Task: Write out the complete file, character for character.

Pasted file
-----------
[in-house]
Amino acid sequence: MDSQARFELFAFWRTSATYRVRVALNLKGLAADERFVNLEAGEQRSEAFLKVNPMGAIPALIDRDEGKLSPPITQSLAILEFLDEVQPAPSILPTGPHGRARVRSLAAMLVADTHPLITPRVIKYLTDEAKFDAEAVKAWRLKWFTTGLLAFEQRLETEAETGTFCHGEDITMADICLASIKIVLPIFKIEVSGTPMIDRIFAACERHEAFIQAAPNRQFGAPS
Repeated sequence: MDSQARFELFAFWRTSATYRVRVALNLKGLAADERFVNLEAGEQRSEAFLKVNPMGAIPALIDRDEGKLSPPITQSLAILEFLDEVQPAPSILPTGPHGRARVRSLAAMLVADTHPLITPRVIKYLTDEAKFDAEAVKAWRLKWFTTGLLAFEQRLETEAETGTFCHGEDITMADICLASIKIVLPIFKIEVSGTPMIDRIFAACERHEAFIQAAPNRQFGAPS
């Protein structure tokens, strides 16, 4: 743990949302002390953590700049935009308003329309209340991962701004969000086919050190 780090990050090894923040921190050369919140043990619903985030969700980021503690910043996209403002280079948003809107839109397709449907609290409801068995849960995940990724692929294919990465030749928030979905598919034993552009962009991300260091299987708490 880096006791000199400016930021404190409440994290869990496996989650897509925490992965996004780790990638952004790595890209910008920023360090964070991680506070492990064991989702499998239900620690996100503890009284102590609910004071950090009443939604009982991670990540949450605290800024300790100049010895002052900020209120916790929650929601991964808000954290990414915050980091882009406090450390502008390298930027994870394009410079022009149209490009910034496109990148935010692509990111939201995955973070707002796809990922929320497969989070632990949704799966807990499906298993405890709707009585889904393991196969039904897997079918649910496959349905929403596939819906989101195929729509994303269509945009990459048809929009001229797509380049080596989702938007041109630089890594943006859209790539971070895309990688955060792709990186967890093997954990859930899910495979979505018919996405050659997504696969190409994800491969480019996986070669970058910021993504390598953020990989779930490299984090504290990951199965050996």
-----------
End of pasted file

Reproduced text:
[in-house]
Amino acid sequence: MDSQARFELFAFWRTSATYRVRVALNLKGLAADERFVNLEAGEQRSEAFLKVNPMGAIPALIDRDEGKLSPPITQSLAILEFLDEVQPAPSILPTGPHGRARVRSLAAMLVADTHPLITPRVIKYLTDEAKFDAEAVKAWRLKWFTTGLLAFEQRLETEAETGTFCHGEDITMADICLASIKIVLPIFKIEVSGTPMIDRIFAACERHEAFIQAAPNRQFGAPS
Repeated sequence: MDSQARFELFAFWRTSATYRVRVALNLKGLAADERFVNLEAGEQRSEAFLKVNPMGAIPALIDRDEGKLSPPITQSLAILEFLDEVQPAPSILPTGPHGRARVRSLAAMLVADTHPLITPRVIKYLTDEAKFDAEAVKAWRLKWFTTGLLAFEQRLETEAETGTFCHGEDITMADICLASIKIVLPIFKIEVSGTPMIDRIFAACERHEAFIQAAPNRQFGAPS
């Protein structure tokens, strides 16, 4: 743990949302002390953590700049935009308003329309209340991962701004969000086919050190 780090990050090894923040921190050369919140043990619903985030969700980021503690910043996209403002280079948003809107839109397709449907609290409801068995849960995940990724692929294919990465030749928030979905598919034993552009962009991300260091299987708490 880096006791000199400016930021404190409440994290869990496996989650897509925490992965996004780790990638952004790595890209910008920023360090964070991680506070492990064991989702499998239900620690996100503890009284102590609910004071950090009443939604009982991670990540949450605290800024300790100049010895002052900020209120916790929650929601991964808000954290990414915050980091882009406090450390502008390298930027994870394009410079022009149209490009910034496109990148935010692509990111939201995955973070707002796809990922929320497969989070632990949704799966807990499906298993405890709707009585889904393991196969039904897997079918649910496959349905929403596939819906989101195929729509994303269509945009990459048809929009001229797509380049080596989702938007041109630089890594943006859209790539971070895309990688955060792709990186967890093997954990859930899910495979979505018919996405050659997504696969190409994800491969480019996986070669970058910021993504390598953020990989779930490299984090504290990951199965050996």